十年的你 and “Avoid boring people” and Watson’s aftermath

An email first written on June 18, 2008:
I’ve finished reading J. D. Watson’s new book "Avoid boring people".  I’ve also read a modern Taiwanese novel "十年的你 " by 藤井樹 (real name 吳子雲) kind of in parallel but I finished the latter first.   Both books are very good read in different ways.
"十年的你 " really gives you a feeling about what a modern novel should be.  It’s very refreshing, different but at the same time as intimate as if somebody were whispering the story next to your ear.   Another now slightly senior writer (蔡智恒) who started 10 years ago has also given me a feeling of writing of a new epoch.  It’s absolutely unlike those old folks 魯迅、老舍 etc. and even relatively younger 張愛玲 (whom I’d read a bit recently too) seems centuries away … These are like books of our era and in societies that we live in …. While reading, it’s like some kind of genuine felicity and alacrity flowing through my body.  Occassionally,  I feel like I can write one as well (if only I could have more "creativity" ) !!!
…. "十年的你 " is romantically fascinating … Watson’s book is professionally fascinating — highly recommended !
With illusion, I feel that if Watson’s book existed 20/30 years ago and I could have read it, things might be very different today Smile  Watson was one of the 3 who got the 1962 Medicine/Physiology Nobel Prizes for solving the DNA structure etc. This is autobiography from childhood to Nobel Prize, Harvard prof., to a director in Cold Spring Harbor Lab.  At the end of each chapter, there are "Remembered Lessons" which give you all sorts of advice especially an academic guy should want to read and mull over.   The advice seems to be very utilitarian … which includes "seek out bright as opposed to popular friends", "never be the brightest in your room" …. Actually, "avoid boring people" appears twice, as the first "boring" is an adjective (avoid people who are boring) whereas the 2nd one is a gerund (avoid doing/saying things to make people bored)…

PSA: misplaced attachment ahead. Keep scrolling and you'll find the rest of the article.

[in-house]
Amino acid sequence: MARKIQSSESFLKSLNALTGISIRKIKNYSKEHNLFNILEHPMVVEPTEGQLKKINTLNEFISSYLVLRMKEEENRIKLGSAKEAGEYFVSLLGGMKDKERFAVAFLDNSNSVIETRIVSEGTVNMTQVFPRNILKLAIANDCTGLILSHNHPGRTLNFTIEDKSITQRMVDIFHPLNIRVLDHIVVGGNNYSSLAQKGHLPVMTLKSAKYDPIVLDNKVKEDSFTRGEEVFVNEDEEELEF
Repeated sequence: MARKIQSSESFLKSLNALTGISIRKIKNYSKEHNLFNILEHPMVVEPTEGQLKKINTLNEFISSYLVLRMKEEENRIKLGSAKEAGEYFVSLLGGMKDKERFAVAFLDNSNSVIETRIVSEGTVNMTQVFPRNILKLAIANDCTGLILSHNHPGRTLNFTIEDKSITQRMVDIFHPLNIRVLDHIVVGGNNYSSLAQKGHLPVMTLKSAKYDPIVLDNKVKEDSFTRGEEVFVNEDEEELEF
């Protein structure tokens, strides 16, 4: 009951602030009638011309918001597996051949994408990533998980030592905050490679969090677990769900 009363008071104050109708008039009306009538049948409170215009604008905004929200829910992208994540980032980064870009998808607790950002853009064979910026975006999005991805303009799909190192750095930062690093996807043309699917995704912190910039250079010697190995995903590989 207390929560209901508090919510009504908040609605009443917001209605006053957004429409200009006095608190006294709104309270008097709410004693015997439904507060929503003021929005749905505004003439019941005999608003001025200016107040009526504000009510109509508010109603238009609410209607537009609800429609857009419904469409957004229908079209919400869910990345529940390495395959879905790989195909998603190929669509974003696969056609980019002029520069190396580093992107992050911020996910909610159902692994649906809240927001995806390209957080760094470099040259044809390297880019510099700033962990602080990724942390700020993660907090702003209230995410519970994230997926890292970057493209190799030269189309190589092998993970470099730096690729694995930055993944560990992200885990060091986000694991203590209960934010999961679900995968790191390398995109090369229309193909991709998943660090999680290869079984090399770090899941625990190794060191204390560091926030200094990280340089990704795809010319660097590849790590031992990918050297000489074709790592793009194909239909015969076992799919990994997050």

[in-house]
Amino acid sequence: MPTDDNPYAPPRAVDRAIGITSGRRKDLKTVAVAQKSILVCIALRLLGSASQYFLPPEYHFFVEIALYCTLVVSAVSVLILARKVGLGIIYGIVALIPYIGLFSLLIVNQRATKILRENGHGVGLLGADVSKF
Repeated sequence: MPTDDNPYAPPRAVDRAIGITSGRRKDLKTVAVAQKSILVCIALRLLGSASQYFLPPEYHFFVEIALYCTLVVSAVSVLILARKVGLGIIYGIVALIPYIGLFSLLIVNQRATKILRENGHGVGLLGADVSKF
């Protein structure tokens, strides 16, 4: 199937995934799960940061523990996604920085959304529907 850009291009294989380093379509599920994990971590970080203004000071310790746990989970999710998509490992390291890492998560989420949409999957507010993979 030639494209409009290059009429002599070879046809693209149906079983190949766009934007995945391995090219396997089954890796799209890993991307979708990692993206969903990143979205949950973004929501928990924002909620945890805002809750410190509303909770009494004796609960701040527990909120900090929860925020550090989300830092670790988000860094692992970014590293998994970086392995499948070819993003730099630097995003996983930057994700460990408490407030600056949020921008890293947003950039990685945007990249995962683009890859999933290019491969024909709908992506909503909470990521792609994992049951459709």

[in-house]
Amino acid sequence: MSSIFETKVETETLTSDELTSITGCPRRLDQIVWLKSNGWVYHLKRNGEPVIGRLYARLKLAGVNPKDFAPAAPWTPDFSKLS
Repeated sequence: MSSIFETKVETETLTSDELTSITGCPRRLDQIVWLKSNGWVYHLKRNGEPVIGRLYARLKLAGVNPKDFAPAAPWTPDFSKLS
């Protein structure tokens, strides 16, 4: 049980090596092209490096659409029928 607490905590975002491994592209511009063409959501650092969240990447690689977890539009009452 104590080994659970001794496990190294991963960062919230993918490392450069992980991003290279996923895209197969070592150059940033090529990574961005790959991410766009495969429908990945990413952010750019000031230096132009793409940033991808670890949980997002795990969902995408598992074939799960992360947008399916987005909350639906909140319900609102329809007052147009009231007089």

Watson seemed to have made many right decisions, eg. he had the sense to pick a young thesis advisor instead of that year’s Nobel Prize winner when he first came to Indiana — one of his advice.  He turned to do "phage" instead of Drosophila …and got a lot of help from his "phage" advisors — who actually got Nobel Prize a few years after he did Smile
Unavoidably, Watson mentioned again (!) the DNA story when he was in Cambridge (Britain).  I immediately remember our compulsory BNL ethics "training" web course called "Research with Integrity".  That’s the first time that I heard about this story.  Now, I’ve read much more (in this book and online) and that course perhaps biases a bit too much to want one to feel really bad for R. Franklin.  That course said "In 1962, Watson, Crick and Wilkins jointly received the Nobel Prize for their determination of the structure of DNA.  Though acknowledged in the paper, Franklin did not share in this award."    But that web course didn’t mention an important fact that Franklin died in 1958 (4 years before the Nobel …) ! This is important because Nobel Prize is not awarded posthumously.